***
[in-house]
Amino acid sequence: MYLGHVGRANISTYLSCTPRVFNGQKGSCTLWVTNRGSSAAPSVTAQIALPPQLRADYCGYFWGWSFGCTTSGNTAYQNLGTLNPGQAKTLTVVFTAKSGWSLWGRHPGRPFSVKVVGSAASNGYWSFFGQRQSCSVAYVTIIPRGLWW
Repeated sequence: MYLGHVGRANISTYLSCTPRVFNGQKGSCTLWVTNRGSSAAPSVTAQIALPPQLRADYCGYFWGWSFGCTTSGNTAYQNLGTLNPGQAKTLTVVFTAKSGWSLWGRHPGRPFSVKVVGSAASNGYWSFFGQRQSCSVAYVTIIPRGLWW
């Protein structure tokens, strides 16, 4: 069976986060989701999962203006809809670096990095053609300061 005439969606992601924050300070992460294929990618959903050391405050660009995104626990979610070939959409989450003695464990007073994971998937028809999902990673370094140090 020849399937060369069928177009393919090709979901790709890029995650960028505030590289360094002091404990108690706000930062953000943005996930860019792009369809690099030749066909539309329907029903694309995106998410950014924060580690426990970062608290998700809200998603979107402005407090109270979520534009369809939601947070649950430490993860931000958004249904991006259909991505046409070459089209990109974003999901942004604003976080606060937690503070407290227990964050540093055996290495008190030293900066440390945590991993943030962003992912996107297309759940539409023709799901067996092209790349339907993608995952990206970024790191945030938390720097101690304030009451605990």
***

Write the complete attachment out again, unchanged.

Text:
[in-house]
Amino acid sequence: MYLGHVGRANISTYLSCTPRVFNGQKGSCTLWVTNRGSSAAPSVTAQIALPPQLRADYCGYFWGWSFGCTTSGNTAYQNLGTLNPGQAKTLTVVFTAKSGWSLWGRHPGRPFSVKVVGSAASNGYWSFFGQRQSCSVAYVTIIPRGLWW
Repeated sequence: MYLGHVGRANISTYLSCTPRVFNGQKGSCTLWVTNRGSSAAPSVTAQIALPPQLRADYCGYFWGWSFGCTTSGNTAYQNLGTLNPGQAKTLTVVFTAKSGWSLWGRHPGRPFSVKVVGSAASNGYWSFFGQRQSCSVAYVTIIPRGLWW
């Protein structure tokens, strides 16, 4: 069976986060989701999962203006809809670096990095053609300061 005439969606992601924050300070992460294929990618959903050391405050660009995104626990979610070939959409989450003695464990007073994971998937028809999902990673370094140090 020849399937060369069928177009393919090709979901790709890029995650960028505030590289360094002091404990108690706000930062953000943005996930860019792009369809690099030749066909539309329907029903694309995106998410950014924060580690426990970062608290998700809200998603979107402005407090109270979520534009369809939601947070649950430490993860931000958004249904991006259909991505046409070459089209990109974003999901942004604003976080606060937690503070407290227990964050540093055996290495008190030293900066440390945590991993943030962003992912996107297309759940539409023709799901067996092209790349339907993608995952990206970024790191945030938390720097101690304030009451605990």